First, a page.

The online magnetic calculator from International Magnetic Solutions generates graphs of magnetic flux density (induction). The program demonstrates the results of several approximate formulae used to estimate magnetic flux density, attractive force etc. This is the list of calculation cases currently documented:

To estimate the flux density B on the central axis at a distance x from the magnet, we use the formula:

To estimate the flux density B on the central axis at a distance x from the magnet, we use the formula:

To estimate the flux density B on the central axis at a distance x from the magnet, we use the formula below. This is equivalent to the single rectangular magnet case using double the thickness of the magnet to simulate the effect of the steel – a common approximation.

To estimate the flux density B on the central axis at a distance x from the magnet, we use the formula below. This is equivalent to the single rod magnet case using double the thickness of the magnet to simulate the effect of the steel – a common approximation.

This applies to the four cases above, ie. Single rectangular or rod magnets, with or without steel backing.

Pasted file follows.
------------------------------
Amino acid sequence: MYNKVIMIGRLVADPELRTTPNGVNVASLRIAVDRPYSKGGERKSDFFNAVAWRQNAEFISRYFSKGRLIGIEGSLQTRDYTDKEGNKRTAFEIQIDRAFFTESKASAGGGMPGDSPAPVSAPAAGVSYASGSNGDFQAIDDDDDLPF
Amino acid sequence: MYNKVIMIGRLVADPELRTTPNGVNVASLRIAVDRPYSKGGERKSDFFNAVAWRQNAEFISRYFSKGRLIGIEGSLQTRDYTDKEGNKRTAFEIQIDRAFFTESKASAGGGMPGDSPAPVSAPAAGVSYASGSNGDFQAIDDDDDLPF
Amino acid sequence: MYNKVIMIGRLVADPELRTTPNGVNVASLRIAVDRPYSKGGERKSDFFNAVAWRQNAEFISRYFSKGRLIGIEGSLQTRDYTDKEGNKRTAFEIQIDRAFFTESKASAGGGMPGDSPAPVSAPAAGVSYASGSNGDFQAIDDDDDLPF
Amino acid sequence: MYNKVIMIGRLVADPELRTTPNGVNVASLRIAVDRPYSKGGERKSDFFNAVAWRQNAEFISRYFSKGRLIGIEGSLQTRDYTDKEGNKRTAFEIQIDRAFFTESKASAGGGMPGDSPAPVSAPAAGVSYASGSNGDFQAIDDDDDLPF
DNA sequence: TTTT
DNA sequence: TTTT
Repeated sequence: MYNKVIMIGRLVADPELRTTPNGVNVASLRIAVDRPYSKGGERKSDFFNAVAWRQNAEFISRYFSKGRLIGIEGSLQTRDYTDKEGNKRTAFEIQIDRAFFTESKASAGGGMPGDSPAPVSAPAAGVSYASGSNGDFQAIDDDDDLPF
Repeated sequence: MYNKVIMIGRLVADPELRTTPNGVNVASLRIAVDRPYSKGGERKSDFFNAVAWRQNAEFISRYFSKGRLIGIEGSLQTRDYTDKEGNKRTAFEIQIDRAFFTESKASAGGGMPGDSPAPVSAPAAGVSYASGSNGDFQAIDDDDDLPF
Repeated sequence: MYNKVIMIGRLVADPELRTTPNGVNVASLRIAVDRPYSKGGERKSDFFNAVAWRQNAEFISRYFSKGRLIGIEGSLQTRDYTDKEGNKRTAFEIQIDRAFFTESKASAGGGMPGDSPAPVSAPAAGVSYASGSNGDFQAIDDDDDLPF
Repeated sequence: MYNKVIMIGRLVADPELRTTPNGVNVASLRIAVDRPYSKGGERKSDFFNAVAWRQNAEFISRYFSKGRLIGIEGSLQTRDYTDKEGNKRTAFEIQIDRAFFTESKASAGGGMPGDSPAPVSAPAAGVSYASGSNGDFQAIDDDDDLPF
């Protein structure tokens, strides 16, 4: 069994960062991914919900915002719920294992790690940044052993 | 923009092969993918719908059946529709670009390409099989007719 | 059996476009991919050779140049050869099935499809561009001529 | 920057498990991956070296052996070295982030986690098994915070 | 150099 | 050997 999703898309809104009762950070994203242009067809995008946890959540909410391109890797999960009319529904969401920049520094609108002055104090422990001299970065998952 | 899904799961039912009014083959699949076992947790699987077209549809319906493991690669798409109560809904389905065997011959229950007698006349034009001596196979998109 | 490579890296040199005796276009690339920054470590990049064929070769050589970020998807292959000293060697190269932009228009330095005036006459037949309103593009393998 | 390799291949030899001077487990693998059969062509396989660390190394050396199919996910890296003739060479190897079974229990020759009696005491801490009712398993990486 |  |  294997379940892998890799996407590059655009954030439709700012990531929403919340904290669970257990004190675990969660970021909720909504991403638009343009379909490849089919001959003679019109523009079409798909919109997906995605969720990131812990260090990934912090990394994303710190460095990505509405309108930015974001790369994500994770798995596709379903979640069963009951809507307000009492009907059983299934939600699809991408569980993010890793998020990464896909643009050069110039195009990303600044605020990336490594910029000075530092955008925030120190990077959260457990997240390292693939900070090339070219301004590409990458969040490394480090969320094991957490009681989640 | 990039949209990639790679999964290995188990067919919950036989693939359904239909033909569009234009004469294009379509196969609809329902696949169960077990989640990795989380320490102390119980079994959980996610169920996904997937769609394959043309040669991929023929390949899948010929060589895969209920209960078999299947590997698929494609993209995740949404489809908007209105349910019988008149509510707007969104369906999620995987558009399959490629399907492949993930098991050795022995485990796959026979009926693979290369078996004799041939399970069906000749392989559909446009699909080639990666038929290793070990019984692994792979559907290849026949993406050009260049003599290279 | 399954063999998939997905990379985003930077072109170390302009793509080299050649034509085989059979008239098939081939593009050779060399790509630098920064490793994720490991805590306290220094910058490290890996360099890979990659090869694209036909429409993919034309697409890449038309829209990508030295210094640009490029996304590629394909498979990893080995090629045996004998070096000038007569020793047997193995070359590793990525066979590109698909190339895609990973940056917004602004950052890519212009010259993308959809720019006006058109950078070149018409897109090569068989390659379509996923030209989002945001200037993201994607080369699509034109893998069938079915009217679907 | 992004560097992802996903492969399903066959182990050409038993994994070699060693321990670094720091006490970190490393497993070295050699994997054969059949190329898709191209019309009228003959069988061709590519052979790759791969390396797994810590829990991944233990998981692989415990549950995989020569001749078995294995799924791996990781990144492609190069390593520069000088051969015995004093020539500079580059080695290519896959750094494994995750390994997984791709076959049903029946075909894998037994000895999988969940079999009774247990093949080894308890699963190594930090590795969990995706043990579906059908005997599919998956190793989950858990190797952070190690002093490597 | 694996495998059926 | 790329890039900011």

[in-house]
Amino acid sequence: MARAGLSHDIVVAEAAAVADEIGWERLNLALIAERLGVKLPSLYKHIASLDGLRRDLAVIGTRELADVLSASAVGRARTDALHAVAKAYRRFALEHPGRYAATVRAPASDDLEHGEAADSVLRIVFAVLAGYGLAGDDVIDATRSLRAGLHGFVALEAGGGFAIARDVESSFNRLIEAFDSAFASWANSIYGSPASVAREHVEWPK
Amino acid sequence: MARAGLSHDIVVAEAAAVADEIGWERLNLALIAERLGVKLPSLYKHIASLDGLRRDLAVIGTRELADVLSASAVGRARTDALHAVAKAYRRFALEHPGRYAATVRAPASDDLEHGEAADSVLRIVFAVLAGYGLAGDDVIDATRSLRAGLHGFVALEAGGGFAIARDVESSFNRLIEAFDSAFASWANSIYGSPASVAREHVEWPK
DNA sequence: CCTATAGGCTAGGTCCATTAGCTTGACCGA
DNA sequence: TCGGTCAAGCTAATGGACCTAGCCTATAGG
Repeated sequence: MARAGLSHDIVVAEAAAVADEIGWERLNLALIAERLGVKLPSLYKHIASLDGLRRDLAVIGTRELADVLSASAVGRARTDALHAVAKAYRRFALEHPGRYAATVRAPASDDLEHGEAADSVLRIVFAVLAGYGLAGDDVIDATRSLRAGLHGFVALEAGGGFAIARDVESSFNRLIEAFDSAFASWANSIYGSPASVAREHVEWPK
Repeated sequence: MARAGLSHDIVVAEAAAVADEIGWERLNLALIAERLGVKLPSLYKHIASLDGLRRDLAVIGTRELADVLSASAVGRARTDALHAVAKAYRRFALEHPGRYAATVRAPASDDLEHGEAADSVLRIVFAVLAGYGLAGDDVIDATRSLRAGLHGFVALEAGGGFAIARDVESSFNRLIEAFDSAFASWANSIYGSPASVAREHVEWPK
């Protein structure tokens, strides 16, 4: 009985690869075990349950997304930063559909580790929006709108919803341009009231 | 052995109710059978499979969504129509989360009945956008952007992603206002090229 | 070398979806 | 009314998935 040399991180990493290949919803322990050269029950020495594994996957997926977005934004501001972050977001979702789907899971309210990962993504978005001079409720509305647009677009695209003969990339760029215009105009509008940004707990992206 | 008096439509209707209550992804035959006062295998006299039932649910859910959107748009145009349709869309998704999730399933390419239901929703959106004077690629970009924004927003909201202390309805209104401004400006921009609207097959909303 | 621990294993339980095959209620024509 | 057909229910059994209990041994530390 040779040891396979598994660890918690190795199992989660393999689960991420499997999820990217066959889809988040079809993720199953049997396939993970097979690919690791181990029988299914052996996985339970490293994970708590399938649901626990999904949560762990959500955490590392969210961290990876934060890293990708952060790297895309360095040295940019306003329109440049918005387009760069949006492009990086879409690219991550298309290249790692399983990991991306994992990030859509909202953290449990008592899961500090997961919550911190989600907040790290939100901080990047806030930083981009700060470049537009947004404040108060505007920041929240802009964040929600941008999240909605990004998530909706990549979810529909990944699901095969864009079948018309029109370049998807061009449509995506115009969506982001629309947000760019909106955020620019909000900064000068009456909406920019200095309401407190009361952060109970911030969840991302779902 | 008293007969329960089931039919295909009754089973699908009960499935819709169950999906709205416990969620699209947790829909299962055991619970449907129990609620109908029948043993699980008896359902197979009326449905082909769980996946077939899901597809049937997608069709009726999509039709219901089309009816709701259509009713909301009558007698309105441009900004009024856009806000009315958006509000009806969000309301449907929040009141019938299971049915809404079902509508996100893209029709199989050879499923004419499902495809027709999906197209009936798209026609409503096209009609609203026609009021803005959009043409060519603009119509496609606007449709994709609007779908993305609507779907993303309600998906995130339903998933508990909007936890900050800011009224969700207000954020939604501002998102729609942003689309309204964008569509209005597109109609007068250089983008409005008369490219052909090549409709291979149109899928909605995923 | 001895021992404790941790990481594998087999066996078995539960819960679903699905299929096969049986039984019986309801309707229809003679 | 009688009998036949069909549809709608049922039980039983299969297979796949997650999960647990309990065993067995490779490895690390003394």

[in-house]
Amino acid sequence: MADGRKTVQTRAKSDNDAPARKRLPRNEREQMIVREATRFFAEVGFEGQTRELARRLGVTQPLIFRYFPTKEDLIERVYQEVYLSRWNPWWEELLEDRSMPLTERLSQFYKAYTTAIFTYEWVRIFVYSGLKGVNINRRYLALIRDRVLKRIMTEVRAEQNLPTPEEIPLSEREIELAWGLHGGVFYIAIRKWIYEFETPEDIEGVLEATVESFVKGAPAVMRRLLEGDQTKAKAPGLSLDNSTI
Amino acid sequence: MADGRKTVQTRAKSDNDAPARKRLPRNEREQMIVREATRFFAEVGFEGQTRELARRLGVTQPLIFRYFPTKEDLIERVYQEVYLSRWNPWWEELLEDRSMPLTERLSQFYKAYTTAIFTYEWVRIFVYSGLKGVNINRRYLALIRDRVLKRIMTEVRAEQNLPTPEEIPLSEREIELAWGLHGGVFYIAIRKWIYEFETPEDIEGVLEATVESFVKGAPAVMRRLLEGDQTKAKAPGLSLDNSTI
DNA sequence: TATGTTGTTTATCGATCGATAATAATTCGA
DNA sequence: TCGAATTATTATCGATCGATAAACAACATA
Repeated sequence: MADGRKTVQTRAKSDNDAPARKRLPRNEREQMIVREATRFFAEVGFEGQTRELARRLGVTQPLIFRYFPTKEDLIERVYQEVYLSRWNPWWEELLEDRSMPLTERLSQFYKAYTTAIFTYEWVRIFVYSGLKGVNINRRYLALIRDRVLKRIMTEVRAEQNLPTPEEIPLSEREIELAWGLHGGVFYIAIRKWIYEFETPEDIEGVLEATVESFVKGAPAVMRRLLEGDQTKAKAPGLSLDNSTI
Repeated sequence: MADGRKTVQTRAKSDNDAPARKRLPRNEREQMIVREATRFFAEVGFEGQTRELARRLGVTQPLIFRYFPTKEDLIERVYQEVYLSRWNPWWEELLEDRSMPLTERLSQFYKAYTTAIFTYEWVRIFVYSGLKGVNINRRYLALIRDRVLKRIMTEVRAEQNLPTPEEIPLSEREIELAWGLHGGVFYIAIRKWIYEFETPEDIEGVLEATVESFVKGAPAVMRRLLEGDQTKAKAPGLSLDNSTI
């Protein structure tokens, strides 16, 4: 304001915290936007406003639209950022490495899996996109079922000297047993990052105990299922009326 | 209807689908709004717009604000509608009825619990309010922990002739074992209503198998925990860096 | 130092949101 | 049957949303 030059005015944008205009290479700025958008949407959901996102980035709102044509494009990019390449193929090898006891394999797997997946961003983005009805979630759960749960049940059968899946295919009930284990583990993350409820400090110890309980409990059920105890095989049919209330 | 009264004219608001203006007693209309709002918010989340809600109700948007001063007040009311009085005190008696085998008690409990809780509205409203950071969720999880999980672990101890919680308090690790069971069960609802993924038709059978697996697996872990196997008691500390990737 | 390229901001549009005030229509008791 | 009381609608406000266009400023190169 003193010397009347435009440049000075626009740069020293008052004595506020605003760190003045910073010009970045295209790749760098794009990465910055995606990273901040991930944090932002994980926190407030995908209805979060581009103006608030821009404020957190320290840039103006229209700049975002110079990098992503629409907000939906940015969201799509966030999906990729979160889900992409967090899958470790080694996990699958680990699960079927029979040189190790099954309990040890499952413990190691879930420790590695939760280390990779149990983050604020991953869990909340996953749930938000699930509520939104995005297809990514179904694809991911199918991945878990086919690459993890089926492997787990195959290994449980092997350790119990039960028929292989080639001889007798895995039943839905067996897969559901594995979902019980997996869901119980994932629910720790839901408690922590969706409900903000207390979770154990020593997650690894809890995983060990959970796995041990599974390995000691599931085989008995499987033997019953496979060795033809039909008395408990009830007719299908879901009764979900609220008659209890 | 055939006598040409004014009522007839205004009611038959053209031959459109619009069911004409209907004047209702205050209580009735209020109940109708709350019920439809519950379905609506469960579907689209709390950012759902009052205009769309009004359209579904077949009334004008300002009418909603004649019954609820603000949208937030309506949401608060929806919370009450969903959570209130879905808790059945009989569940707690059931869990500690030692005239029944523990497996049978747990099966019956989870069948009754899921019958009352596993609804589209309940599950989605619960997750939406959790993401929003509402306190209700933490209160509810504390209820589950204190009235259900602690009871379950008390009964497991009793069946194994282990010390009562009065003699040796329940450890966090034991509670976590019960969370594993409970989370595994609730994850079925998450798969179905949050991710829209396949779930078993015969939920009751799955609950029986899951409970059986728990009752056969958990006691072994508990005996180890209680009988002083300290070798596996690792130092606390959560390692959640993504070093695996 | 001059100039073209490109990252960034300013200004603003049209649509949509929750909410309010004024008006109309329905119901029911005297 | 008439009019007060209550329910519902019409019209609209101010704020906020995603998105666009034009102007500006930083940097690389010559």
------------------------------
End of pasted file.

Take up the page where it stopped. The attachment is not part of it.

To estimate the flux density B on the central axis at a distance x from the magnet, we use the relevant formula above as for a solid magnet and then subtract the value of flux density calculated for a magnet the shape and dimensions of the hole.

Note that this calculation generally results in a negative value of flux density close to the magnet, indicating flux reversal in this region on the axis. Because of the rapid variation of flux density off the axis great care should be taken when attempting to make use of these results.

To estimate the flux density B on the central axis at a distance x from the centre point, we use the formula below. This is derived from the single rectangular magnet formula using the principle of superposition.

**B = B _{1} + B_{2}**

where B1 is the flux density for a rectangular block at distance x1 = (d/2 + x), B2 is the flux density for a rectangular block at distance x2 = (d/2 – x), d being the distance between the magnets.